In Europe, artificial flavours are classed as food additives, and they must be approved for use. This is governed by Regulation (EC) No. 1334/2008 in Europe.

What are flavour trends?

Flavour trends are like any other kind of trend. A particular flavour will gain in popularity and will then be created in a variety of formats to meet the desires of those enjoying it.

For example, in the past decade, salted caramel flavour has passed through American consciousness and then become a globalised flavour phenomenon. You can now get salted caramel chocolate, salted caramel ice cream, salted caramel cookies and doughnuts, cheesecakes and cakes. It’s managing to maintain its popularity too.

In 2021, ‘barbecue’ saw a little resurgence as a popular flavour for meats, snacks, seasons, marinades and sauces. Cooking with fire increased in popularity, which is said to have contributed to this effect.

In 2022, watermelon flavour saw a big growth of over 40% in a year making it one of the fastest-growing fruit flavours out there. Fruity flavours also left darker brown flavours such as toffee and fudge lagging behind.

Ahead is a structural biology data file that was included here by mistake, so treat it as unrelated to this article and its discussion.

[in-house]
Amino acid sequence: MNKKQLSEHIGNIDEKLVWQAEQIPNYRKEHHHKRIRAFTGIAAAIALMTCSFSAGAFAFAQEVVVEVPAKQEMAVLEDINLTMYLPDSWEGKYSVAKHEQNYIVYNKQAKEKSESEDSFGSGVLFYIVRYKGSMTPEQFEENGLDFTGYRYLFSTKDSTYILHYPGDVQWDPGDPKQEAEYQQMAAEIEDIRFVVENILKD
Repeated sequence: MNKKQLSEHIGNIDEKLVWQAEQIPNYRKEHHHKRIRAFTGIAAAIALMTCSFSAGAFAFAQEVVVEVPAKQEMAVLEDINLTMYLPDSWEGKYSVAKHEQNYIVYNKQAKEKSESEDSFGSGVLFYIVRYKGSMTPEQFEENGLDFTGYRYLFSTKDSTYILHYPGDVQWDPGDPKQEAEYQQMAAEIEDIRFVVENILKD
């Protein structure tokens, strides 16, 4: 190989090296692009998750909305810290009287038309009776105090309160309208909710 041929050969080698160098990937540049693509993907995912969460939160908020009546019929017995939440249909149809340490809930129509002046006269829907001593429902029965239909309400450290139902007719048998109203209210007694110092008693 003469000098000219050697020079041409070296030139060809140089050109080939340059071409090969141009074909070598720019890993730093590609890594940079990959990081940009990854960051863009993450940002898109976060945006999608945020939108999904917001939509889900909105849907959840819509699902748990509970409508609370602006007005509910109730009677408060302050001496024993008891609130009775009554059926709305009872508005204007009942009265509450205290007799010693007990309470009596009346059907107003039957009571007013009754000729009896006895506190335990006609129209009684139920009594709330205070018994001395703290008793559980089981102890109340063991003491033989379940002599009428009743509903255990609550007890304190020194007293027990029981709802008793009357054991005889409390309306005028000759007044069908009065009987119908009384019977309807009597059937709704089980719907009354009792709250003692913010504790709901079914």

Another recent popular flavour trend is one of nostalgia – taking people back in time. For many people, the COVID-19 pandemic allowed them to reflect on perceived simpler times with many opting to get out the old family recipe books. Mood-busting flavours such as chocolate, baked goods and meaty tastes are back in demand. Primarily, it’s a trend about indulgence and evoking childhood memories with warming foods that give positive, comforting feelings.

Final thoughts

Whether you’re into your salted caramel or prefer granny’s homemade macaroni cheese, flavour preferences are certainly individual. Flavour and taste combine to create things in us in a way that other things can’t. You can be taken back in time to a bygone era or get excited as the latest trending flavour which is to die for. Understanding what flavour is can only help us further in both enjoying it and creating things in the kitchen!

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About the author

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Laura Allan

Laura is a former Modern Foreign Languages teacher who now works as a writer and translator. She is also acting Chair of Governors at her children’s primary school. Outside of work, Laura enjoys running and performing in amateur productions.